Luke gives us the proof we need: Love is essential to our existence. All of nature stopped, waiting to see if it was all over. The laws of the universe came undone when the sun, in reverence to the Kings last breath, stopped shining. Nature, knows what we can’t seem to understand, though we see it every day around us, on our TV’s, and at our dining room tables. The universe, including all of nature knows: If love is dead, there is no reason for living; it’s over. Without love that lives, nothing matters. All is lost.
Mark 16:6 – “Don’t be alarmed,” he said. “You are looking for Jesus the Nazarene, who was crucified. He has risen! He is not here.”
Love is not dead. Nothing can destroy God. Love brings life. Love can bring the dead out of the ashes. Love can mend a broken heart. Love can dry up a tear.
Matthew 1:22-23 – “The virgin will be with child and will give birth to a son, and they will call him Immanuel” – which means, “God with us.”
Love comes into our life to bring life. We must take that love and go into the lives of others.
Matthew 25:40 – “The King will reply, ‘I tell you the truth, whatever you did for one of the least of these brothers of mine, you did for me.’”
When we love each other, when we love the least, we are loving our Lord. The creator of love. The love we depend on. The love that we need way down deep in the deepest part of our souls. A love that was freely given and is free for us to receive.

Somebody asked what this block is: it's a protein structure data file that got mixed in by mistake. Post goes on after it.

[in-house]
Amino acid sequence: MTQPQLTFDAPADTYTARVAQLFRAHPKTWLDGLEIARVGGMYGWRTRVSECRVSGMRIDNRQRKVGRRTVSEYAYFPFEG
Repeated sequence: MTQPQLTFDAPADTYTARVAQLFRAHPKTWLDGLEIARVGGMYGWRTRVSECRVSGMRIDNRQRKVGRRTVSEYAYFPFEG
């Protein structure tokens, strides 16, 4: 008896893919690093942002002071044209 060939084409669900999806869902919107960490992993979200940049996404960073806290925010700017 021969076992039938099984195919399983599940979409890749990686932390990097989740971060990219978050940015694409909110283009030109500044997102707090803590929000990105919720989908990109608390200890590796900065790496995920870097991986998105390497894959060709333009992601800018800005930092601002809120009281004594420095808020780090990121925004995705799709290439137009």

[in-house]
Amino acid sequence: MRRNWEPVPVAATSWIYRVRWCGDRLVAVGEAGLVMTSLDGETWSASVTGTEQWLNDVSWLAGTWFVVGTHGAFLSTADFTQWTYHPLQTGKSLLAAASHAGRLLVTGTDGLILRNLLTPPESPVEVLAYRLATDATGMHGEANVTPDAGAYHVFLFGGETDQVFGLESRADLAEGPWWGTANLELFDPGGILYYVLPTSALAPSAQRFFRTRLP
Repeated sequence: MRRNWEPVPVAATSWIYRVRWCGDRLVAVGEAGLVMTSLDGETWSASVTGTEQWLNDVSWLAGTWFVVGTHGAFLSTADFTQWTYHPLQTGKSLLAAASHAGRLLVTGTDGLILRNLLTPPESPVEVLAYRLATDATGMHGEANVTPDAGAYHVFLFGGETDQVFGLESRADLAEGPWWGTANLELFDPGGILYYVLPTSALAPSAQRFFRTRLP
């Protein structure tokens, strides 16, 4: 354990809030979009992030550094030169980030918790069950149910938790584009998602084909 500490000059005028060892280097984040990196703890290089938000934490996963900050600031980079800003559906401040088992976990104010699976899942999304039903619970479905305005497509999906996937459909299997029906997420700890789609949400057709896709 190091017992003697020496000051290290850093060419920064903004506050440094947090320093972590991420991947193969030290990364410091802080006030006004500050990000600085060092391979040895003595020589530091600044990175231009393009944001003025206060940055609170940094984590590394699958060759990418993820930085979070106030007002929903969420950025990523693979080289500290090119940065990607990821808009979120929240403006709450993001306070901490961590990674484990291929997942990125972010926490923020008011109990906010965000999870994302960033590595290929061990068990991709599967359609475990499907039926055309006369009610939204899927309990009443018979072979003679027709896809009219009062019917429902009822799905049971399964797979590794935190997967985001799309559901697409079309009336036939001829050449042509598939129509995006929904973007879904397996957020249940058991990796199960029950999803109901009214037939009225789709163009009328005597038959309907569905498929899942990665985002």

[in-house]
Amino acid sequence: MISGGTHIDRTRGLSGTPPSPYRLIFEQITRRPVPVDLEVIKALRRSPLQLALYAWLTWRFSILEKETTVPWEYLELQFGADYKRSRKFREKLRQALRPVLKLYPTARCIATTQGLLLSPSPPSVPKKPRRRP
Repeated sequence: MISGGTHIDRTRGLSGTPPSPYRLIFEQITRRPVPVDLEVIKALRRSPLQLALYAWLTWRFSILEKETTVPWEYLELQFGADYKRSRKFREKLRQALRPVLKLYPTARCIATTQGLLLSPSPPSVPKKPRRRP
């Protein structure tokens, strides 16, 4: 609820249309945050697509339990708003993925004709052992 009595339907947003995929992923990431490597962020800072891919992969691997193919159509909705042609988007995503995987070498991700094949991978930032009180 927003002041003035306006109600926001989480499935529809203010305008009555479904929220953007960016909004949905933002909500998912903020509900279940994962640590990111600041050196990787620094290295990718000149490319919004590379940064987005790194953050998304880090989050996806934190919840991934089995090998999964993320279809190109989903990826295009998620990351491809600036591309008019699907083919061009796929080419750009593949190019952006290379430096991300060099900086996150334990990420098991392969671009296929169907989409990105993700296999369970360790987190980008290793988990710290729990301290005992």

Isaiah 53: 1-7 – “Who has believed our message and to whom has the arm of the LORD been revealed? He grew up before him like a tender shoot, and like a root out of dry ground. He had no beauty or majesty to attract us to him, nothing in his appearance that we should desire him. He was despised and rejected by men, a man of sorrows, and familiar with suffering. Like one from whom men hide their faces he was despised, and we esteemed him not. Surely he took up our infirmities and carried our sorrows, yet we considered him stricken by God, smitten by him, and afflicted. But he was pierced for our transgressions, he was crushed for our iniquities; the punishment that brought us peace was upon him, and by his wounds we are healed.